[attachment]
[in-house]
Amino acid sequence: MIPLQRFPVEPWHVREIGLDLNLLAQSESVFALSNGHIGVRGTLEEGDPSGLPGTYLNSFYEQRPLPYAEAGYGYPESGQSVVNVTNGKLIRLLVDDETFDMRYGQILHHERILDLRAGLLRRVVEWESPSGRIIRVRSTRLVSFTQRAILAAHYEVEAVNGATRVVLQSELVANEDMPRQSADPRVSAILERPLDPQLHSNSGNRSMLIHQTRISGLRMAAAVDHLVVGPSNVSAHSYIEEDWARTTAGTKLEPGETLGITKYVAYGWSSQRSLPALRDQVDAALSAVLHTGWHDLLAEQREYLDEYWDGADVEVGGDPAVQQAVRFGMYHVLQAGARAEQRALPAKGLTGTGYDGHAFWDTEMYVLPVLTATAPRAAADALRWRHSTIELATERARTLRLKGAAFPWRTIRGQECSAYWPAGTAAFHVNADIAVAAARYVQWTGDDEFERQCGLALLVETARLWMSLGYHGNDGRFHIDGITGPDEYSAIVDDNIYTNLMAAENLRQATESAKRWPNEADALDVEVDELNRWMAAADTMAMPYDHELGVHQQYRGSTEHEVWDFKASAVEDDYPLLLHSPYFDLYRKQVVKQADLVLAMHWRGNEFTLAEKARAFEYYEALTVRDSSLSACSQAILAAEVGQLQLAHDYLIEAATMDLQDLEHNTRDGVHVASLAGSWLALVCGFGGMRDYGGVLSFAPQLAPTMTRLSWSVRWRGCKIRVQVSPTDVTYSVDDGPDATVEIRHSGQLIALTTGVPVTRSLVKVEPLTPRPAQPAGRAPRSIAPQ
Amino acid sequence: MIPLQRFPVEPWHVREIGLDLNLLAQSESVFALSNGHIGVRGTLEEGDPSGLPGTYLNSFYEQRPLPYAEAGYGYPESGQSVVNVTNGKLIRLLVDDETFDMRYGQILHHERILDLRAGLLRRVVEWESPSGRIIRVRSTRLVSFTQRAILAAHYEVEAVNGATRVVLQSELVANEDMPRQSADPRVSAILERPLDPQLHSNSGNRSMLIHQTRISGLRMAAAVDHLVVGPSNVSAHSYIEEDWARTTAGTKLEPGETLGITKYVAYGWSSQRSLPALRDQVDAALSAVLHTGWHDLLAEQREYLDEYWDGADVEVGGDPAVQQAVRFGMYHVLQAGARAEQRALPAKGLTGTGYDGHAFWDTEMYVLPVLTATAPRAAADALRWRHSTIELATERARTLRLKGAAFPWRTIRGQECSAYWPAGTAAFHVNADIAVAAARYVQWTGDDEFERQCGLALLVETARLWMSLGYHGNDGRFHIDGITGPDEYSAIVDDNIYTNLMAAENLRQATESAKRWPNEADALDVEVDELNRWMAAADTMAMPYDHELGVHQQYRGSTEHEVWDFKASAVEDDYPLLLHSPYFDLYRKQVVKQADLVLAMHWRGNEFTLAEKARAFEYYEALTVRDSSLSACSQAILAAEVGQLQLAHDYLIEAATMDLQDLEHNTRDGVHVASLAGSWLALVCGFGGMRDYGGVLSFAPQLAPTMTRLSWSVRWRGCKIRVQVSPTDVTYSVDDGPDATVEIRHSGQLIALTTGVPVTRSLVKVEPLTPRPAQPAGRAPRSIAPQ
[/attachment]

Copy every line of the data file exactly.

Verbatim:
[in-house]
Amino acid sequence: MIPLQRFPVEPWHVREIGLDLNLLAQSESVFALSNGHIGVRGTLEEGDPSGLPGTYLNSFYEQRPLPYAEAGYGYPESGQSVVNVTNGKLIRLLVDDETFDMRYGQILHHERILDLRAGLLRRVVEWESPSGRIIRVRSTRLVSFTQRAILAAHYEVEAVNGATRVVLQSELVANEDMPRQSADPRVSAILERPLDPQLHSNSGNRSMLIHQTRISGLRMAAAVDHLVVGPSNVSAHSYIEEDWARTTAGTKLEPGETLGITKYVAYGWSSQRSLPALRDQVDAALSAVLHTGWHDLLAEQREYLDEYWDGADVEVGGDPAVQQAVRFGMYHVLQAGARAEQRALPAKGLTGTGYDGHAFWDTEMYVLPVLTATAPRAAADALRWRHSTIELATERARTLRLKGAAFPWRTIRGQECSAYWPAGTAAFHVNADIAVAAARYVQWTGDDEFERQCGLALLVETARLWMSLGYHGNDGRFHIDGITGPDEYSAIVDDNIYTNLMAAENLRQATESAKRWPNEADALDVEVDELNRWMAAADTMAMPYDHELGVHQQYRGSTEHEVWDFKASAVEDDYPLLLHSPYFDLYRKQVVKQADLVLAMHWRGNEFTLAEKARAFEYYEALTVRDSSLSACSQAILAAEVGQLQLAHDYLIEAATMDLQDLEHNTRDGVHVASLAGSWLALVCGFGGMRDYGGVLSFAPQLAPTMTRLSWSVRWRGCKIRVQVSPTDVTYSVDDGPDATVEIRHSGQLIALTTGVPVTRSLVKVEPLTPRPAQPAGRAPRSIAPQ
Amino acid sequence: MIPLQRFPVEPWHVREIGLDLNLLAQSESVFALSNGHIGVRGTLEEGDPSGLPGTYLNSFYEQRPLPYAEAGYGYPESGQSVVNVTNGKLIRLLVDDETFDMRYGQILHHERILDLRAGLLRRVVEWESPSGRIIRVRSTRLVSFTQRAILAAHYEVEAVNGATRVVLQSELVANEDMPRQSADPRVSAILERPLDPQLHSNSGNRSMLIHQTRISGLRMAAAVDHLVVGPSNVSAHSYIEEDWARTTAGTKLEPGETLGITKYVAYGWSSQRSLPALRDQVDAALSAVLHTGWHDLLAEQREYLDEYWDGADVEVGGDPAVQQAVRFGMYHVLQAGARAEQRALPAKGLTGTGYDGHAFWDTEMYVLPVLTATAPRAAADALRWRHSTIELATERARTLRLKGAAFPWRTIRGQECSAYWPAGTAAFHVNADIAVAAARYVQWTGDDEFERQCGLALLVETARLWMSLGYHGNDGRFHIDGITGPDEYSAIVDDNIYTNLMAAENLRQATESAKRWPNEADALDVEVDELNRWMAAADTMAMPYDHELGVHQQYRGSTEHEVWDFKASAVEDDYPLLLHSPYFDLYRKQVVKQADLVLAMHWRGNEFTLAEKARAFEYYEALTVRDSSLSACSQAILAAEVGQLQLAHDYLIEAATMDLQDLEHNTRDGVHVASLAGSWLALVCGFGGMRDYGGVLSFAPQLAPTMTRLSWSVRWRGCKIRVQVSPTDVTYSVDDGPDATVEIRHSGQLIALTTGVPVTRSLVKVEPLTPRPAQPAGRAPRSIAPQ